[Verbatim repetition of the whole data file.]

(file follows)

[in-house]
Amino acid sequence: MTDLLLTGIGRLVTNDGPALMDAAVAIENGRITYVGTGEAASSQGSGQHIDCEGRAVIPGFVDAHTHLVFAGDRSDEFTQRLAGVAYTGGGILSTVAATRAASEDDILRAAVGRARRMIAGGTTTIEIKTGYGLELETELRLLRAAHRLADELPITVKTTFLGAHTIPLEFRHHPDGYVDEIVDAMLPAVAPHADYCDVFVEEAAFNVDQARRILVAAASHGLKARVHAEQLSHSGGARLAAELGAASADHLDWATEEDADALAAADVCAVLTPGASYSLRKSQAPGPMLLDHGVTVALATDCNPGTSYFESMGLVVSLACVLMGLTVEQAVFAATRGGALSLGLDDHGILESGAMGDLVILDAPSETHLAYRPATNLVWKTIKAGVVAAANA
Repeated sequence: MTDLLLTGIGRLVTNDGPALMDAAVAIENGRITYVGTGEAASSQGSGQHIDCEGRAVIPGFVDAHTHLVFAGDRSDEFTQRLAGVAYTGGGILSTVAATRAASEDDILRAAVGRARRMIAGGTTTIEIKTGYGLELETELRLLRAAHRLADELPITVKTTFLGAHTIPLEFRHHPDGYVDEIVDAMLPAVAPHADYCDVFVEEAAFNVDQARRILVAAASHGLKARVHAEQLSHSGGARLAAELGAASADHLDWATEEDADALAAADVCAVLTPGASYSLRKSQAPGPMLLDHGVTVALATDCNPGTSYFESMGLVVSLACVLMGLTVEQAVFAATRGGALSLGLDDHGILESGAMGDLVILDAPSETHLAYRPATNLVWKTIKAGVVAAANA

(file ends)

[in-house]
Amino acid sequence: MTDLLLTGIGRLVTNDGPALMDAAVAIENGRITYVGTGEAASSQGSGQHIDCEGRAVIPGFVDAHTHLVFAGDRSDEFTQRLAGVAYTGGGILSTVAATRAASEDDILRAAVGRARRMIAGGTTTIEIKTGYGLELETELRLLRAAHRLADELPITVKTTFLGAHTIPLEFRHHPDGYVDEIVDAMLPAVAPHADYCDVFVEEAAFNVDQARRILVAAASHGLKARVHAEQLSHSGGARLAAELGAASADHLDWATEEDADALAAADVCAVLTPGASYSLRKSQAPGPMLLDHGVTVALATDCNPGTSYFESMGLVVSLACVLMGLTVEQAVFAATRGGALSLGLDDHGILESGAMGDLVILDAPSETHLAYRPATNLVWKTIKAGVVAAANA
Repeated sequence: MTDLLLTGIGRLVTNDGPALMDAAVAIENGRITYVGTGEAASSQGSGQHIDCEGRAVIPGFVDAHTHLVFAGDRSDEFTQRLAGVAYTGGGILSTVAATRAASEDDILRAAVGRARRMIAGGTTTIEIKTGYGLELETELRLLRAAHRLADELPITVKTTFLGAHTIPLEFRHHPDGYVDEIVDAMLPAVAPHADYCDVFVEEAAFNVDQARRILVAAASHGLKARVHAEQLSHSGGARLAAELGAASADHLDWATEEDADALAAADVCAVLTPGASYSLRKSQAPGPMLLDHGVTVALATDCNPGTSYFESMGLVVSLACVLMGLTVEQAVFAATRGGALSLGLDDHGILESGAMGDLVILDAPSETHLAYRPATNLVWKTIKAGVVAAANA